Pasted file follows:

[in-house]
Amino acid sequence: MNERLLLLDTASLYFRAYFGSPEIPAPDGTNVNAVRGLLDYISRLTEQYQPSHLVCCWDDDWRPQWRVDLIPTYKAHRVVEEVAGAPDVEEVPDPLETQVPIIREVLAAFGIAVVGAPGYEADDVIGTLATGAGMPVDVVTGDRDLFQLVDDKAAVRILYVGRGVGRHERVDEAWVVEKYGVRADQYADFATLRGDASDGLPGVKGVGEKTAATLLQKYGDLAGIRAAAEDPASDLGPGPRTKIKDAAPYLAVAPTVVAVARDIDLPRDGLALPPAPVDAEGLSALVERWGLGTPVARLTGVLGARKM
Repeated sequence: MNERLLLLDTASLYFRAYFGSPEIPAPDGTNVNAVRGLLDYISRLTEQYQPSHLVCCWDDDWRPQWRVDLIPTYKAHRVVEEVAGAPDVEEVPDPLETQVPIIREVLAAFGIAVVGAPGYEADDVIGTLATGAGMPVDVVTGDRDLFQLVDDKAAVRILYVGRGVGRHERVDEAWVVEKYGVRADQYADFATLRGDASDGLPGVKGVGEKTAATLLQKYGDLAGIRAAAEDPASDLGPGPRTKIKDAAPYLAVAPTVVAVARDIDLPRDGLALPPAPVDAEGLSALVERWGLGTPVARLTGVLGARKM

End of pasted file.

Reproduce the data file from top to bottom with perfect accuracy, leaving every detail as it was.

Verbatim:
[in-house]
Amino acid sequence: MNERLLLLDTASLYFRAYFGSPEIPAPDGTNVNAVRGLLDYISRLTEQYQPSHLVCCWDDDWRPQWRVDLIPTYKAHRVVEEVAGAPDVEEVPDPLETQVPIIREVLAAFGIAVVGAPGYEADDVIGTLATGAGMPVDVVTGDRDLFQLVDDKAAVRILYVGRGVGRHERVDEAWVVEKYGVRADQYADFATLRGDASDGLPGVKGVGEKTAATLLQKYGDLAGIRAAAEDPASDLGPGPRTKIKDAAPYLAVAPTVVAVARDIDLPRDGLALPPAPVDAEGLSALVERWGLGTPVARLTGVLGARKM
Repeated sequence: MNERLLLLDTASLYFRAYFGSPEIPAPDGTNVNAVRGLLDYISRLTEQYQPSHLVCCWDDDWRPQWRVDLIPTYKAHRVVEEVAGAPDVEEVPDPLETQVPIIREVLAAFGIAVVGAPGYEADDVIGTLATGAGMPVDVVTGDRDLFQLVDDKAAVRILYVGRGVGRHERVDEAWVVEKYGVRADQYADFATLRGDASDGLPGVKGVGEKTAATLLQKYGDLAGIRAAAEDPASDLGPGPRTKIKDAAPYLAVAPTVVAVARDIDLPRDGLALPPAPVDAEGLSALVERWGLGTPVARLTGVLGARKM